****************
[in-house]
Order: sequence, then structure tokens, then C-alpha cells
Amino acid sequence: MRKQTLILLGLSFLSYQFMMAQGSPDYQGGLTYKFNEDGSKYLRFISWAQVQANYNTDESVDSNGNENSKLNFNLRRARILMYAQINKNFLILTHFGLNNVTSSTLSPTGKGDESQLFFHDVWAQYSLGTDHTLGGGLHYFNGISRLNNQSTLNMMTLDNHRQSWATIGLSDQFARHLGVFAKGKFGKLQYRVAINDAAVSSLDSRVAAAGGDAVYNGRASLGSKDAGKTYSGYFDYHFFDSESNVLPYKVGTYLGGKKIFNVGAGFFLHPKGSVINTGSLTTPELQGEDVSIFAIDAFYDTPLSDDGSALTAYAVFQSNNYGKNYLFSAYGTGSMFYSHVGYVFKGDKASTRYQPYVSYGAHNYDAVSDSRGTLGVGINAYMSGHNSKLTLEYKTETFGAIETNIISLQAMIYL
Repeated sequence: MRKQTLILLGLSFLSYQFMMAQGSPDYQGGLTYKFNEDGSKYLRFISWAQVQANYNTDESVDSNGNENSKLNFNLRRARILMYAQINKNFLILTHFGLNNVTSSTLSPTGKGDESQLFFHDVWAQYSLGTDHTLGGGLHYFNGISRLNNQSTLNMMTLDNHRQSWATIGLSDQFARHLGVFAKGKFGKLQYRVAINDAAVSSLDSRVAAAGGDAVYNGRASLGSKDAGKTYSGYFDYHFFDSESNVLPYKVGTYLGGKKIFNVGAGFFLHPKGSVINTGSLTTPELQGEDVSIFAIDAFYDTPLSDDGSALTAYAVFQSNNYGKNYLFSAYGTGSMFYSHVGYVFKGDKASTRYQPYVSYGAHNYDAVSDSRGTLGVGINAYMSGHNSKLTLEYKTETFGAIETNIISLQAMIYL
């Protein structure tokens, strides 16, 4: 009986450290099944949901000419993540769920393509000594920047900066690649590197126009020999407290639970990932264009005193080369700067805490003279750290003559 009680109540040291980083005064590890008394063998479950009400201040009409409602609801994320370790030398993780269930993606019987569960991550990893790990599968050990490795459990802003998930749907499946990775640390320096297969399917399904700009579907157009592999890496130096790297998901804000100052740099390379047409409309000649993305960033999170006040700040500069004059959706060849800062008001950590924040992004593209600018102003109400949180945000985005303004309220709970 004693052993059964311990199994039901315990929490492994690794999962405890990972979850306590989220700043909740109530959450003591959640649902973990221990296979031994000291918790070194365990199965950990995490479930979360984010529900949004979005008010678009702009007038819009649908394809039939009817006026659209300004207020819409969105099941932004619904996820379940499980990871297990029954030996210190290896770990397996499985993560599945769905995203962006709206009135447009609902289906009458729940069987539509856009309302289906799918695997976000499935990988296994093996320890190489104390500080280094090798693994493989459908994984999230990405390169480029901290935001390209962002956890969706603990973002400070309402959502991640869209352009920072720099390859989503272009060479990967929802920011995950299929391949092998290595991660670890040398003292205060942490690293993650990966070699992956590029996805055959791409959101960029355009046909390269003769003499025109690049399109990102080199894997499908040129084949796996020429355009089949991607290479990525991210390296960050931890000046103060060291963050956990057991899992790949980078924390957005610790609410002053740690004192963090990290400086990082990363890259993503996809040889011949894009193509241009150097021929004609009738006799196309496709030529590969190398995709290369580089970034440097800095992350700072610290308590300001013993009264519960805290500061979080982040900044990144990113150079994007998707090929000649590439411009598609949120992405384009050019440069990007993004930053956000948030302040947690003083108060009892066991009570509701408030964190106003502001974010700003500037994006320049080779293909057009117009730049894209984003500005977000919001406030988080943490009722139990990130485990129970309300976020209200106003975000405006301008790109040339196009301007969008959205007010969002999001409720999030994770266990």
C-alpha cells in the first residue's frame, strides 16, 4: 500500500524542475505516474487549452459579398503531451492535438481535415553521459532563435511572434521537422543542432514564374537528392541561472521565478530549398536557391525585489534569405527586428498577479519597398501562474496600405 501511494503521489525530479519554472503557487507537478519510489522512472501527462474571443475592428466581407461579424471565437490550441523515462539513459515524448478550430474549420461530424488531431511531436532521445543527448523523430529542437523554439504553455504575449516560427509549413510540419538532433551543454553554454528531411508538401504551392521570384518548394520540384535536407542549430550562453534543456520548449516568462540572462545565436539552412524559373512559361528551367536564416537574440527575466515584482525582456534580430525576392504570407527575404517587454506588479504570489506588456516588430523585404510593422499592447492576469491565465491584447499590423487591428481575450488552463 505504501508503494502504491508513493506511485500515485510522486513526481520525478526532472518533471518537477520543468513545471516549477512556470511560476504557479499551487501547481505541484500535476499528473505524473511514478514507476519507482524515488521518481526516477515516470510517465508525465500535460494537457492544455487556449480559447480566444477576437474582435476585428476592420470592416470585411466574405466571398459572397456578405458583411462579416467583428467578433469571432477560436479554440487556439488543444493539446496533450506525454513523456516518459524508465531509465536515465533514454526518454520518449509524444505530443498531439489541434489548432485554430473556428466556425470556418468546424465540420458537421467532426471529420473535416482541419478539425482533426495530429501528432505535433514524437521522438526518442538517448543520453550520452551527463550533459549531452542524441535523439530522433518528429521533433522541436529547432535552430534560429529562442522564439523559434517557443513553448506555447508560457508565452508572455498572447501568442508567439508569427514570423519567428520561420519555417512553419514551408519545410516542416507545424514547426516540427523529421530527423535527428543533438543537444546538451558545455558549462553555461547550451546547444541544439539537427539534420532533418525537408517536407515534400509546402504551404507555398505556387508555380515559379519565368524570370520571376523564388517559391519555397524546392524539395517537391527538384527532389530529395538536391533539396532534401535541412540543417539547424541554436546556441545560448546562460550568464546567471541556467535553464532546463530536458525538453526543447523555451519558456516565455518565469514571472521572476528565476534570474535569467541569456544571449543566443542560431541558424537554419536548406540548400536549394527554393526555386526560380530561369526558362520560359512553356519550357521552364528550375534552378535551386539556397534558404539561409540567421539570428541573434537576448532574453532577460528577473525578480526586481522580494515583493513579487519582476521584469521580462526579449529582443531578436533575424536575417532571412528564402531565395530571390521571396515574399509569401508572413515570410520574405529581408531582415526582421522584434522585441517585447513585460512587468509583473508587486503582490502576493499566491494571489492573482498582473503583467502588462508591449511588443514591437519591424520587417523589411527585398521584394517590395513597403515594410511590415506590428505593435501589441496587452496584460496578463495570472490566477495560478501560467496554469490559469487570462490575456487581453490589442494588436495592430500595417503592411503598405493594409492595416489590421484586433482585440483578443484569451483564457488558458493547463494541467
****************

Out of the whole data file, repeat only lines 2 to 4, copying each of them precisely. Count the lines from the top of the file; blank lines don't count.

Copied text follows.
Order: sequence, then structure tokens, then C-alpha cells
Amino acid sequence: MRKQTLILLGLSFLSYQFMMAQGSPDYQGGLTYKFNEDGSKYLRFISWAQVQANYNTDESVDSNGNENSKLNFNLRRARILMYAQINKNFLILTHFGLNNVTSSTLSPTGKGDESQLFFHDVWAQYSLGTDHTLGGGLHYFNGISRLNNQSTLNMMTLDNHRQSWATIGLSDQFARHLGVFAKGKFGKLQYRVAINDAAVSSLDSRVAAAGGDAVYNGRASLGSKDAGKTYSGYFDYHFFDSESNVLPYKVGTYLGGKKIFNVGAGFFLHPKGSVINTGSLTTPELQGEDVSIFAIDAFYDTPLSDDGSALTAYAVFQSNNYGKNYLFSAYGTGSMFYSHVGYVFKGDKASTRYQPYVSYGAHNYDAVSDSRGTLGVGINAYMSGHNSKLTLEYKTETFGAIETNIISLQAMIYL
Repeated sequence: MRKQTLILLGLSFLSYQFMMAQGSPDYQGGLTYKFNEDGSKYLRFISWAQVQANYNTDESVDSNGNENSKLNFNLRRARILMYAQINKNFLILTHFGLNNVTSSTLSPTGKGDESQLFFHDVWAQYSLGTDHTLGGGLHYFNGISRLNNQSTLNMMTLDNHRQSWATIGLSDQFARHLGVFAKGKFGKLQYRVAINDAAVSSLDSRVAAAGGDAVYNGRASLGSKDAGKTYSGYFDYHFFDSESNVLPYKVGTYLGGKKIFNVGAGFFLHPKGSVINTGSLTTPELQGEDVSIFAIDAFYDTPLSDDGSALTAYAVFQSNNYGKNYLFSAYGTGSMFYSHVGYVFKGDKASTRYQPYVSYGAHNYDAVSDSRGTLGVGINAYMSGHNSKLTLEYKTETFGAIETNIISLQAMIYL